Determining Supplementary Aids and Services

    • Address the domains of access, classroom ecology, and task modifications

    • Access involves modifications to the community, campus, building, or classroom to ensure physical and cognitive access

      • Also provide “behavioral access”

      • The lunchroom is a frequent environment in which problem behaviors occur; consider modifications to seating

      • Include accommodations for before and after school and in the hall between classes


    Planning for learning

    Planning for Learning

    • Some characteristics associated with autism spectrum disorders are potential areas of learning strengths and provide a basis for curriculum adaptation

      • Ability to focus attention on detailed information

      • May excel in areas of the curriculum that are not as language-based, such as math or science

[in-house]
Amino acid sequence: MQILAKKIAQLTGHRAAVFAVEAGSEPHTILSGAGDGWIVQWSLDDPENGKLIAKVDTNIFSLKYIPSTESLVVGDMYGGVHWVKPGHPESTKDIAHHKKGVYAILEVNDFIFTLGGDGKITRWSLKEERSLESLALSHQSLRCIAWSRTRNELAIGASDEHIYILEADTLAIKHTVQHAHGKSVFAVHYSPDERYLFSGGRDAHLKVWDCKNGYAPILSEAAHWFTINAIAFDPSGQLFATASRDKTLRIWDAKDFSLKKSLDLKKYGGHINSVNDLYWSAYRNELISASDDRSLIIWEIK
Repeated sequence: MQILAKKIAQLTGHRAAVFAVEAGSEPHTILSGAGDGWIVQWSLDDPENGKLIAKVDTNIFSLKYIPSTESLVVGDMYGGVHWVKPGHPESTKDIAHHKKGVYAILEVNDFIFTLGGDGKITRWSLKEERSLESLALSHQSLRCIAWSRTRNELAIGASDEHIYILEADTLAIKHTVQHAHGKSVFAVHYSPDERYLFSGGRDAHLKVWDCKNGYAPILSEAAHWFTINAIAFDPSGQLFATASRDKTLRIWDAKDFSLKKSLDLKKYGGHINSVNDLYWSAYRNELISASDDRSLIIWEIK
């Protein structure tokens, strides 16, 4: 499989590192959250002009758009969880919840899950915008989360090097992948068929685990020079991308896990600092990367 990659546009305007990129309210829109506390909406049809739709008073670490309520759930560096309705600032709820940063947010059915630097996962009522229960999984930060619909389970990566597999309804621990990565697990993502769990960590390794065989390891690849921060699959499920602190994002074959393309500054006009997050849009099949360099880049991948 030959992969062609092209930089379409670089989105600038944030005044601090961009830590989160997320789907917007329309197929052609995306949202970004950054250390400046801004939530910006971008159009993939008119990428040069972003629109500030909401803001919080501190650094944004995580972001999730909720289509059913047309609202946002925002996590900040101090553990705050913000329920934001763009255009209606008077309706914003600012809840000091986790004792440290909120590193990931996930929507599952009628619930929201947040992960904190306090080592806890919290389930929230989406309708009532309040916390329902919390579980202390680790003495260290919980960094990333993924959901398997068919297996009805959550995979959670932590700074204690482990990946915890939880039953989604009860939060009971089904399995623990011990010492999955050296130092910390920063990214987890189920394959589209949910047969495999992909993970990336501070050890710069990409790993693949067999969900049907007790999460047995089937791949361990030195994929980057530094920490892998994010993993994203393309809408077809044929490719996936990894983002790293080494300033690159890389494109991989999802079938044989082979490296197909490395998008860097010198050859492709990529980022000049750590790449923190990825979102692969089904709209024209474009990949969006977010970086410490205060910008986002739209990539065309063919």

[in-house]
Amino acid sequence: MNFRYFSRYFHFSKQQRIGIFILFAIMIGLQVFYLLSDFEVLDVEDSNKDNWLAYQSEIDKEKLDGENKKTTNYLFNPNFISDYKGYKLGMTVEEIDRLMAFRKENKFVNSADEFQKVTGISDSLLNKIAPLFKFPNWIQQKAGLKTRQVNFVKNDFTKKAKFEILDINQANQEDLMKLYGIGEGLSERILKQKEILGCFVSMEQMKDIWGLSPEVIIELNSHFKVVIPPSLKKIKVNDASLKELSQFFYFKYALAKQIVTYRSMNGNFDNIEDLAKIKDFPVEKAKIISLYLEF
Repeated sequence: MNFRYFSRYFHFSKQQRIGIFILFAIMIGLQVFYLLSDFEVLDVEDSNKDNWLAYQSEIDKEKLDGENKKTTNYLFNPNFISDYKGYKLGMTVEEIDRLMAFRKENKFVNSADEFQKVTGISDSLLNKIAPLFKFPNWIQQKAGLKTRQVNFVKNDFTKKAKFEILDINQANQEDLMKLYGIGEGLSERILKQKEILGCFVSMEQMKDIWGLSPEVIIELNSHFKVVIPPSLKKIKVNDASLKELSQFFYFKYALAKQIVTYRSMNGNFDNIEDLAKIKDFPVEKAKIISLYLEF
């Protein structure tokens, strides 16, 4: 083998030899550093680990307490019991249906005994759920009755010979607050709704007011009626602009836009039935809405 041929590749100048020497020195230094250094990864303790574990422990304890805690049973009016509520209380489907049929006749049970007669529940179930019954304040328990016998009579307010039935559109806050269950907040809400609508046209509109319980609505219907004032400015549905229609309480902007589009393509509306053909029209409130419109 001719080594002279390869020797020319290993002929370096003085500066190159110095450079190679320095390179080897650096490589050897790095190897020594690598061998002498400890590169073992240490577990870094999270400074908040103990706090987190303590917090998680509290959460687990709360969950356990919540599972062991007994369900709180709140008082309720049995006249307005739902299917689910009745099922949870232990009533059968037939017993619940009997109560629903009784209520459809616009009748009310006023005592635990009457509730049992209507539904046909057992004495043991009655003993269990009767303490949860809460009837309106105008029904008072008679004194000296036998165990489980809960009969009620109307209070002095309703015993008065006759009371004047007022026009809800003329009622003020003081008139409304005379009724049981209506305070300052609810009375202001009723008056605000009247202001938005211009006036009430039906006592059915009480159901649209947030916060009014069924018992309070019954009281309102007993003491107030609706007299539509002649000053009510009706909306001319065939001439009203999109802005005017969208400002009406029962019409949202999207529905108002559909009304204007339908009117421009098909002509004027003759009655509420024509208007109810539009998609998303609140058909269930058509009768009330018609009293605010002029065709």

• Mnemonic strategies

    • Keyword

    • Pegword

    • Letter


  • Planning for other educational needs

    Planning for Other Educational Needs

    • Provide students instructional supports that enable them to develop appropriate social skills

      • Promoting friendships

        • Include students in all areas

        • Use peer buddy programs

        • Use person-centered planning models that involve peers

        • Ensure peers learn about the goals of inclusion


    Planning for other educational needs1

    Planning for Other Educational Needs

    • Students’ IEPs should address the following instructional areas:

      • Trustworthiness and loyalty